Addressing “the nation of the cross,” the film’s narrator declared: “We swear to Allah, the one who disgraced you by our hands, you will not have safety, even in your dreams, until you embrace Islam.” Ethiopian officials said they would meet Tuesday to discuss a possible response to the executions, but it’s unclear whether the autocratic government could or would mount a significant retaliation against ISIS.
Meanwhile, the attack showed the Islamic State’s ability to continue to strike targets outside Syria and Iraq, and it came a day after Afghanistan’s president said the group was responsible for a suicide bombing at a Kabul bank that killed at least 33 people.
A US aid organization has handed children in the remote Ethiopian village of Wenchi tablet computers in an experiment aimed at enabling them to teach themselves.
They are now speaking their first words of English -- without ever having encountered a teacher.
Last year the Independent Commission on Aid Impact watchdog raised “significant concerns” over the Girl Hub project, calling for a review on the merit of the funding.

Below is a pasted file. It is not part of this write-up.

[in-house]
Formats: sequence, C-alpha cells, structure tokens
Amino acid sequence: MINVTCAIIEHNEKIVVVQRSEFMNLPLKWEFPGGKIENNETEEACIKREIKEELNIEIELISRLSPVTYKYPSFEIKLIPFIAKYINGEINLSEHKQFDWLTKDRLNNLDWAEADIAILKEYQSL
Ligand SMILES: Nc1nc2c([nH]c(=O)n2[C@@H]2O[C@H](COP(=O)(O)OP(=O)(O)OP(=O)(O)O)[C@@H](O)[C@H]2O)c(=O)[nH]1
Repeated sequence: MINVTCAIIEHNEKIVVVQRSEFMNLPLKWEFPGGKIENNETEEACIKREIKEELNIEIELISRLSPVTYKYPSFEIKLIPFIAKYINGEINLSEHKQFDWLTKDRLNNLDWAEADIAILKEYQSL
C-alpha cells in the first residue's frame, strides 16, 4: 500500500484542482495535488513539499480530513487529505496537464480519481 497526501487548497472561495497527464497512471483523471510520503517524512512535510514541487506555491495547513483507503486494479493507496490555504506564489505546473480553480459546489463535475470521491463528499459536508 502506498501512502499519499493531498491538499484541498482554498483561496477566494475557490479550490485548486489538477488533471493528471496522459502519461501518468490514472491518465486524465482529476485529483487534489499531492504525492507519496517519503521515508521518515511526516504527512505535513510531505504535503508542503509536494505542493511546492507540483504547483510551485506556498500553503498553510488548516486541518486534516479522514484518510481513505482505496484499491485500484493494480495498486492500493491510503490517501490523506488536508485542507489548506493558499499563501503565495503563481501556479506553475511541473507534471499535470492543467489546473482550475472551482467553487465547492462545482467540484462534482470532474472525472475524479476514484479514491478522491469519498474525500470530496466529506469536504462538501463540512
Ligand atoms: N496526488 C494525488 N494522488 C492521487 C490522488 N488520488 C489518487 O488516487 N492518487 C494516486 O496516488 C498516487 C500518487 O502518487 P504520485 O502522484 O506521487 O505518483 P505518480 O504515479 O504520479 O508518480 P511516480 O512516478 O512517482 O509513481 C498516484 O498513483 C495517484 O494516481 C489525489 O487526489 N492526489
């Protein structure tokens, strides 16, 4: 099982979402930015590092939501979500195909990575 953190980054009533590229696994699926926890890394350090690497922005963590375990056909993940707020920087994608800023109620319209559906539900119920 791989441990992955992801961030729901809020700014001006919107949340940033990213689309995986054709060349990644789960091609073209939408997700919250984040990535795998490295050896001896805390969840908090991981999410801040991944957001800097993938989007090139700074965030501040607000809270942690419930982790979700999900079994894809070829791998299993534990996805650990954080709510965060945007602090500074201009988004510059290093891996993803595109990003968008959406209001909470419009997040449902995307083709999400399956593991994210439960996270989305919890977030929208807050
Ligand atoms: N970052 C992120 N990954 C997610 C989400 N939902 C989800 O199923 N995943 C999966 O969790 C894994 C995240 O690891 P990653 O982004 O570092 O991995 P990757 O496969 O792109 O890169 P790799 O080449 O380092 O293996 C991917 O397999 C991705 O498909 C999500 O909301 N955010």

Ministers said the £16million plan should be stopped unless it was shown to work.
Despite the country’s extremely poor telecommunications services and a largely disconnected population, Ethiopia is also known as one of the first African countries to censor the internet, beginning in 2006 with opposition blogs. Since then, internet censorship has become pervasive and systematic through the use of highly sophisticated tools that block and filter internet content and monitor user activity.
The majority of blocked websites feature critical news and opposition viewpoints run by individuals and organizations based mostly in the diaspora.
The Ethiopian government declared three days of mourning after officials confirmed Islamic State militants executed at least 35 Ethiopian Christians held captive in Libya.
As with other mass killings, the terrorists on Sunday released a video of the murders.
Ethiopia continues to have one of the lowest rates of internet and mobile phone connectivity in the world, as meager infrastructure, government monopoly over the telecommunications sector, and obstructive telecom policies have significantly hindered the growth of information and communication technologies (ICTs) in the country.
Coupled with highly repressive laws and tactics aimed at restricting freedom of expression and access to information, internet freedom in Ethiopia is consistently rated the worst in sub-Saharan Africa and among the worst in the world.
In addition, a number of diaspora journalists and exiled dissidents were targeted with surveillance malware, demonstrating a growing level of sophistication in the government’s effort to silence critical voices that extends beyond the country’s borders.